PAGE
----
Being a disabled professor helps me remember that students have their needs just like I have mine, and we all need to be accommodated to have a successful classroom environment.

Colleen Etman

So I do my best to help these students. Obviously, the best case scenario is that the student comes to you and lets you know they’re struggling, and then you work together to make a game plan to help them keep up in class (and you can support them in their struggle). But that doesn’t always happen. Sometimes the students are too overwhelmed, sometimes they’re just not comfortable talking about these kinds of things with their professors. So I try to build my classes in a helpful way. My courses don’t have an attendance policy or a late work policy. (I don’t advertise this fact – it’s no good if everyone takes advantage of this and I get 20 papers three weeks late – but there’s nothing indicating a penalty for too many absences or late work.) It’s my belief that no one should fail due to absences or late work if they show they are capable of doing the work, which is what’s actually important. Fun fact – I failed a class in undergrad because a professor had strict policies and wouldn’t accept late work/said I had too many absences in a semester where I was very ill, and now I’m almost done with a PhD! So these things clearly have no correlation with ability.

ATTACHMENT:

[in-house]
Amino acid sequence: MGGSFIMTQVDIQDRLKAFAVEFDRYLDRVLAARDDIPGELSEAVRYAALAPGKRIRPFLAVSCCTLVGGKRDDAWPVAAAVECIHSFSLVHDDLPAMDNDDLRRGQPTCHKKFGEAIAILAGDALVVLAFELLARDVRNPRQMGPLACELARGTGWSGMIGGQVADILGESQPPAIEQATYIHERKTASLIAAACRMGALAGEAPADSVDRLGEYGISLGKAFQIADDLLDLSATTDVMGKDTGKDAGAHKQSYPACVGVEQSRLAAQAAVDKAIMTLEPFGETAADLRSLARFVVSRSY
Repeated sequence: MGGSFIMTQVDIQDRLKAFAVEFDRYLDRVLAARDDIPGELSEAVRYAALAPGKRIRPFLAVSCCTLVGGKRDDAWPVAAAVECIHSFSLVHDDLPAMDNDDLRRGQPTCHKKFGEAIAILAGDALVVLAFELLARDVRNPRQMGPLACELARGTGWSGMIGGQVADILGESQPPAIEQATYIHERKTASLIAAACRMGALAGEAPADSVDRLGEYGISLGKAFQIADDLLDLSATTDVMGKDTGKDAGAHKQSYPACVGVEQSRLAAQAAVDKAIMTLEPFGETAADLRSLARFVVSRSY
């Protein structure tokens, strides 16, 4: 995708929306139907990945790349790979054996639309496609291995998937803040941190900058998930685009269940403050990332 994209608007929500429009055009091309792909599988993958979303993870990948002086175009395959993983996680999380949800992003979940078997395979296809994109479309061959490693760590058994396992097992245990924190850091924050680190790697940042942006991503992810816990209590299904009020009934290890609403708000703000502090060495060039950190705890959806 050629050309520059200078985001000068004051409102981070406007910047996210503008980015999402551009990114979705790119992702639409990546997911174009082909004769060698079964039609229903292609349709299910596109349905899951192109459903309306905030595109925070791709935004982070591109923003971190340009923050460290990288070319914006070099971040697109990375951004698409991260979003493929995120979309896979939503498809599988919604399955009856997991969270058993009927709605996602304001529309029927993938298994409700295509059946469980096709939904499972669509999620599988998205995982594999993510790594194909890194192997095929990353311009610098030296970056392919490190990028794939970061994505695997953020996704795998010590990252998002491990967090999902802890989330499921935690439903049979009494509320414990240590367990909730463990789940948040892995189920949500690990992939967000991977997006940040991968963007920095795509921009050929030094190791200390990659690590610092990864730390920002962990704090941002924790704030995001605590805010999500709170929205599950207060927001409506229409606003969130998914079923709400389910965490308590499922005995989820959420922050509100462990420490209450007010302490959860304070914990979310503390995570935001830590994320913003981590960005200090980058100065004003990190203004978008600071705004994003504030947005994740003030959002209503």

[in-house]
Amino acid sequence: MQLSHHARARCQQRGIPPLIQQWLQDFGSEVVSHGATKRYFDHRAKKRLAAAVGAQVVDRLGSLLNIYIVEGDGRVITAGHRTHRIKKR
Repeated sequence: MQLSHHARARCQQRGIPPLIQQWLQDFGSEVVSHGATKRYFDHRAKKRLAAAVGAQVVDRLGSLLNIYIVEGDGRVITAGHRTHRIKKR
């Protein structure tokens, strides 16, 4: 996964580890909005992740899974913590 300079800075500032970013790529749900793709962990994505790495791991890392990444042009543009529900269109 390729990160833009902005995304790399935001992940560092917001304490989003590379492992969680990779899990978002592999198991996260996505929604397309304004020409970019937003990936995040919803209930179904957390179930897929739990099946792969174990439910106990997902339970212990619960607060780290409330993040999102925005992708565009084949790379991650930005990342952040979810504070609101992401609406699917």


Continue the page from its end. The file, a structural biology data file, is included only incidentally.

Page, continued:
My own experiences as a student – like, admittedly, continued frustration with that professor – have greatly shaped my teaching style. But I have also learned a lot since starting in the FYE program here at USC. I started in Fall 2019, which means halfway through my second semester, we pivoted to online due to COVID. They gave us some materials, but we were basically just trying to survive. I, however, continued to teach online for two years, which was a real learning experience. I learned a lot about what it meant to build an accessible class when you weren’t even working in person with students. I tried to avoid videos, because accessible videos need captions, and the university does not provide a captioning service to instructors. A friend of mine paid for captioning software out of their own pocket! I painstakingly typed out a transcript for my own short videos on the rare occasions I used them. I also tried to use principles of universal design for my classes, which is a good strategy in general and helped me think more deeply about how I structure my classes.

Teaching at USC has been a real learning experience. Two years of online teaching helped me learn a lot about design, accessibility, and the usage of technology in these areas. But coming back to the classroom – a choice I did not make for myself, I’d add – helped me reconnect with students and their needs. Overall, being a disabled professor helps me remember that students have their needs just like I have mine, and we all need to be accommodated to have a successful classroom environment.

Challenge the conventional. Create the exceptional. No Limits.